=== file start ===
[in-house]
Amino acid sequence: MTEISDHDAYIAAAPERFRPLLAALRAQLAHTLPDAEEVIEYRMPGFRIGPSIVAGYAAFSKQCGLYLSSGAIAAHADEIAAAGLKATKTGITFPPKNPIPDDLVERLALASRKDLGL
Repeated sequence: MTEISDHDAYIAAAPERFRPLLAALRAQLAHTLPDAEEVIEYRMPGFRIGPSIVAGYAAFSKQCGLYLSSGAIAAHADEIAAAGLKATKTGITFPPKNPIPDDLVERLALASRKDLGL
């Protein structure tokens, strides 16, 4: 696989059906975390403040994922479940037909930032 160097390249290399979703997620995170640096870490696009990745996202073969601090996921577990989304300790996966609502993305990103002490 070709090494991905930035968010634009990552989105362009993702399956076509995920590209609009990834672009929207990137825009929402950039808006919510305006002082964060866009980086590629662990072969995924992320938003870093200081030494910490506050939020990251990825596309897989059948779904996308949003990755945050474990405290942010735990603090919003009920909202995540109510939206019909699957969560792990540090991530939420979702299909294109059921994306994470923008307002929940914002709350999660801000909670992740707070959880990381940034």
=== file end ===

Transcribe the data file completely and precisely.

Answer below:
[in-house]
Amino acid sequence: MTEISDHDAYIAAAPERFRPLLAALRAQLAHTLPDAEEVIEYRMPGFRIGPSIVAGYAAFSKQCGLYLSSGAIAAHADEIAAAGLKATKTGITFPPKNPIPDDLVERLALASRKDLGL
Repeated sequence: MTEISDHDAYIAAAPERFRPLLAALRAQLAHTLPDAEEVIEYRMPGFRIGPSIVAGYAAFSKQCGLYLSSGAIAAHADEIAAAGLKATKTGITFPPKNPIPDDLVERLALASRKDLGL
């Protein structure tokens, strides 16, 4: 696989059906975390403040994922479940037909930032 160097390249290399979703997620995170640096870490696009990745996202073969601090996921577990989304300790996966609502993305990103002490 070709090494991905930035968010634009990552989105362009993702399956076509995920590209609009990834672009929207990137825009929402950039808006919510305006002082964060866009980086590629662990072969995924992320938003870093200081030494910490506050939020990251990825596309897989059948779904996308949003990755945050474990405290942010735990603090919003009920909202995540109510939206019909699957969560792990540090991530939420979702299909294109059921994306994470923008307002929940914002709350999660801000909670992740707070959880990381940034």